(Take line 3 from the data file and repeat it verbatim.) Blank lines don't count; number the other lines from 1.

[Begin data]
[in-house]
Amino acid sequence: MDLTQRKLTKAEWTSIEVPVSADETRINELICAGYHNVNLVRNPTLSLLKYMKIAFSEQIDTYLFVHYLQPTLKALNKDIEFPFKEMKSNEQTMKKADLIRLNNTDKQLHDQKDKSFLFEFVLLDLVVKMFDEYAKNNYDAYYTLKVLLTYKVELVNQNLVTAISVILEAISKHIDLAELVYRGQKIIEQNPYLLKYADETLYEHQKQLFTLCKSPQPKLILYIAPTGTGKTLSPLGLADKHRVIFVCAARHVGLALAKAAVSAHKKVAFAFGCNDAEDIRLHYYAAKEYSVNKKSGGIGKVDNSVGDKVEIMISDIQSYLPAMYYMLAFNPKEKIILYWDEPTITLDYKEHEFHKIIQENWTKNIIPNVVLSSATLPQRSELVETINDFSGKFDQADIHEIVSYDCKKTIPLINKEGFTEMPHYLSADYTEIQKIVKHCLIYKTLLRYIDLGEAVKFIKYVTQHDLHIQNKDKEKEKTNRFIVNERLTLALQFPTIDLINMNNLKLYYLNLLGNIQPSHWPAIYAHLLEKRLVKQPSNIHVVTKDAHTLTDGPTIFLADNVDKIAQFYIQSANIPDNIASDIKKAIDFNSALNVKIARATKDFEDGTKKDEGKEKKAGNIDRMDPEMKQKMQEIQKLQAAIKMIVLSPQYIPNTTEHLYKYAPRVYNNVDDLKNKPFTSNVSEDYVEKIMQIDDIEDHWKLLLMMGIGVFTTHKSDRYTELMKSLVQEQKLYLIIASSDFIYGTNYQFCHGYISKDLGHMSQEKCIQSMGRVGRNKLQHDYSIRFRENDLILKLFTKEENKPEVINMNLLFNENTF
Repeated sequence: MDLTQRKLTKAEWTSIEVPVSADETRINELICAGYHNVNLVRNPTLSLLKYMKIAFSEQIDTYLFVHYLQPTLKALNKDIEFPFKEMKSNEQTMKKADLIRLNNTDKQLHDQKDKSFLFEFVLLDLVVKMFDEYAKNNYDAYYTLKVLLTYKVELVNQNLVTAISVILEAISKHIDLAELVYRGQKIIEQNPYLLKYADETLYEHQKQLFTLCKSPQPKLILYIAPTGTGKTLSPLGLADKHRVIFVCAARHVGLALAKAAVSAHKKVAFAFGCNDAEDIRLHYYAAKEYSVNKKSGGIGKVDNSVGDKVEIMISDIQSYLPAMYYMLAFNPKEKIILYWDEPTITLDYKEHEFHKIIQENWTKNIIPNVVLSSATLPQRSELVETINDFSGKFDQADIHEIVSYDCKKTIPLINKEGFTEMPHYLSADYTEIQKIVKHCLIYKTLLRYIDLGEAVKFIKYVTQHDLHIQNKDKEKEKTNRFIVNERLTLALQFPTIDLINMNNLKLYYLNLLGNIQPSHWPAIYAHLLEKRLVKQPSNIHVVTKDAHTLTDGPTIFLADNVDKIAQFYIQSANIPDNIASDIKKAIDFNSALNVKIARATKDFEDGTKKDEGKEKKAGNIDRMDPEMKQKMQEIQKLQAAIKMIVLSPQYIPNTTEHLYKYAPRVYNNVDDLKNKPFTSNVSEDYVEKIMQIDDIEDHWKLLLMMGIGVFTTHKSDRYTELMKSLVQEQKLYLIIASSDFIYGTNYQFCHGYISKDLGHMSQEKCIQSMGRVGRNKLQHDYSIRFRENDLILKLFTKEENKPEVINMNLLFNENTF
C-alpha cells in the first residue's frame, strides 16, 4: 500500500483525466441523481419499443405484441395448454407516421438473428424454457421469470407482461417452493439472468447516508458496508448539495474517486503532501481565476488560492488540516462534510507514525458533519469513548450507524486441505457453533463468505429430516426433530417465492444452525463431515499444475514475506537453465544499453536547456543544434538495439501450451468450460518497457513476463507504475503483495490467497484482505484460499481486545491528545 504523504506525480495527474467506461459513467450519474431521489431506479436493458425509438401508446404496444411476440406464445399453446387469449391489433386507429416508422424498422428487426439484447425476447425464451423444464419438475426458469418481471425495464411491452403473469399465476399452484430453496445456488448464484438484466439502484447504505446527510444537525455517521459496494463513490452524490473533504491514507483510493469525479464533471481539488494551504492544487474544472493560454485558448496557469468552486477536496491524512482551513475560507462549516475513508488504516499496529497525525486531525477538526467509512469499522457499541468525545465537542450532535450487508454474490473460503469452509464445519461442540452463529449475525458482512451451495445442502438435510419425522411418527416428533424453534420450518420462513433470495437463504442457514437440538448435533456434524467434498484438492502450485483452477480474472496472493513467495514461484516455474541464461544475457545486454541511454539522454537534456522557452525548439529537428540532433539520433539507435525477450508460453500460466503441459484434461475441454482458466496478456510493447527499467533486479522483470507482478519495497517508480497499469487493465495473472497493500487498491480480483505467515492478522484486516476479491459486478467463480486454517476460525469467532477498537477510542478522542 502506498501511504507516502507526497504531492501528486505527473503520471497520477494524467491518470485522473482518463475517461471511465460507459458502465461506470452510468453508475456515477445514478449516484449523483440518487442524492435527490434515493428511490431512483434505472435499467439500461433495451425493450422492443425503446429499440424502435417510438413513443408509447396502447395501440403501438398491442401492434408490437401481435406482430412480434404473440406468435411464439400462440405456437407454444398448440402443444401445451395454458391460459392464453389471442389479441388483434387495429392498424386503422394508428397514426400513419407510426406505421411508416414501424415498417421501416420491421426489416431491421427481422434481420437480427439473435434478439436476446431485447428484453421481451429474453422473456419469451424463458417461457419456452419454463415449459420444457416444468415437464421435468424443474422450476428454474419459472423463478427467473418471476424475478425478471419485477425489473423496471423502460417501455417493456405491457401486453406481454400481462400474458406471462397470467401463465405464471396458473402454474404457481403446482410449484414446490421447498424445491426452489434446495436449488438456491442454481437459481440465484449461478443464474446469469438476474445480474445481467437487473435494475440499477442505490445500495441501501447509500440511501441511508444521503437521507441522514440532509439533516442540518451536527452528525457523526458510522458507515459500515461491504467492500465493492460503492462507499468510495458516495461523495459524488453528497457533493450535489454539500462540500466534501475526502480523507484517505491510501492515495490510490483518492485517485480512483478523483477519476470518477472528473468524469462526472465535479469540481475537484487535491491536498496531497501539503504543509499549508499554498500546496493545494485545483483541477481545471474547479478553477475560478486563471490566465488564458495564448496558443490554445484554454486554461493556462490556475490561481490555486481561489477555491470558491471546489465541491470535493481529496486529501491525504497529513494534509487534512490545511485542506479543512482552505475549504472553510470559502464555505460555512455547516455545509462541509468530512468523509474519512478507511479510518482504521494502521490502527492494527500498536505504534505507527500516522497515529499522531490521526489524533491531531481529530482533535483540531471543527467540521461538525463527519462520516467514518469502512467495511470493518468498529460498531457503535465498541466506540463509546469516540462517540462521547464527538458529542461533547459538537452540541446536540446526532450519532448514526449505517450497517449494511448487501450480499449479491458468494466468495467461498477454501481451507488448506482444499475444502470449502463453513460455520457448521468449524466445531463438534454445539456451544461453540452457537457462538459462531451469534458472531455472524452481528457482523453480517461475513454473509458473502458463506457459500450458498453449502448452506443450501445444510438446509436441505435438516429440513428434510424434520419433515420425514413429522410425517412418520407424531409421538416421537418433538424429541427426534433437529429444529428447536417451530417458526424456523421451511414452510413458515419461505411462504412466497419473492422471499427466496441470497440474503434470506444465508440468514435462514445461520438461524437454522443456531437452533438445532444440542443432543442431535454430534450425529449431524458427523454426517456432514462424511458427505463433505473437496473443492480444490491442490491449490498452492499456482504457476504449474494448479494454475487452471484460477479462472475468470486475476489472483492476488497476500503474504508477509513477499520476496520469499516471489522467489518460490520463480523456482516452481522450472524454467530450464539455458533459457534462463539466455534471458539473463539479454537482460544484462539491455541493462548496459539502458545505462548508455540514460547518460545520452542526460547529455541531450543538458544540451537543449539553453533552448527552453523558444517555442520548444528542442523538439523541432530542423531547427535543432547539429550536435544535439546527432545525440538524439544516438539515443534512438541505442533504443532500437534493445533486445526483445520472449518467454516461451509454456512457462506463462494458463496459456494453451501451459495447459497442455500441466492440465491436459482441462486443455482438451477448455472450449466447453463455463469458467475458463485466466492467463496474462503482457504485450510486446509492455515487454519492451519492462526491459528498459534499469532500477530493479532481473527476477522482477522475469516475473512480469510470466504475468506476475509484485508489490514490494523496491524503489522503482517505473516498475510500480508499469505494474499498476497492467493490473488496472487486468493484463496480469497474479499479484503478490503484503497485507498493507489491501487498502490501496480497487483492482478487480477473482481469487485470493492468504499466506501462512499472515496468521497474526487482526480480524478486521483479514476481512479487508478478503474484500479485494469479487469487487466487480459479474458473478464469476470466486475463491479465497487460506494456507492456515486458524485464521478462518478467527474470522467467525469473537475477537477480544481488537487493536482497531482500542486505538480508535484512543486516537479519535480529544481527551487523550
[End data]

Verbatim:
Repeated sequence: MDLTQRKLTKAEWTSIEVPVSADETRINELICAGYHNVNLVRNPTLSLLKYMKIAFSEQIDTYLFVHYLQPTLKALNKDIEFPFKEMKSNEQTMKKADLIRLNNTDKQLHDQKDKSFLFEFVLLDLVVKMFDEYAKNNYDAYYTLKVLLTYKVELVNQNLVTAISVILEAISKHIDLAELVYRGQKIIEQNPYLLKYADETLYEHQKQLFTLCKSPQPKLILYIAPTGTGKTLSPLGLADKHRVIFVCAARHVGLALAKAAVSAHKKVAFAFGCNDAEDIRLHYYAAKEYSVNKKSGGIGKVDNSVGDKVEIMISDIQSYLPAMYYMLAFNPKEKIILYWDEPTITLDYKEHEFHKIIQENWTKNIIPNVVLSSATLPQRSELVETINDFSGKFDQADIHEIVSYDCKKTIPLINKEGFTEMPHYLSADYTEIQKIVKHCLIYKTLLRYIDLGEAVKFIKYVTQHDLHIQNKDKEKEKTNRFIVNERLTLALQFPTIDLINMNNLKLYYLNLLGNIQPSHWPAIYAHLLEKRLVKQPSNIHVVTKDAHTLTDGPTIFLADNVDKIAQFYIQSANIPDNIASDIKKAIDFNSALNVKIARATKDFEDGTKKDEGKEKKAGNIDRMDPEMKQKMQEIQKLQAAIKMIVLSPQYIPNTTEHLYKYAPRVYNNVDDLKNKPFTSNVSEDYVEKIMQIDDIEDHWKLLLMMGIGVFTTHKSDRYTELMKSLVQEQKLYLIIASSDFIYGTNYQFCHGYISKDLGHMSQEKCIQSMGRVGRNKLQHDYSIRFRENDLILKLFTKEENKPEVINMNLLFNENTF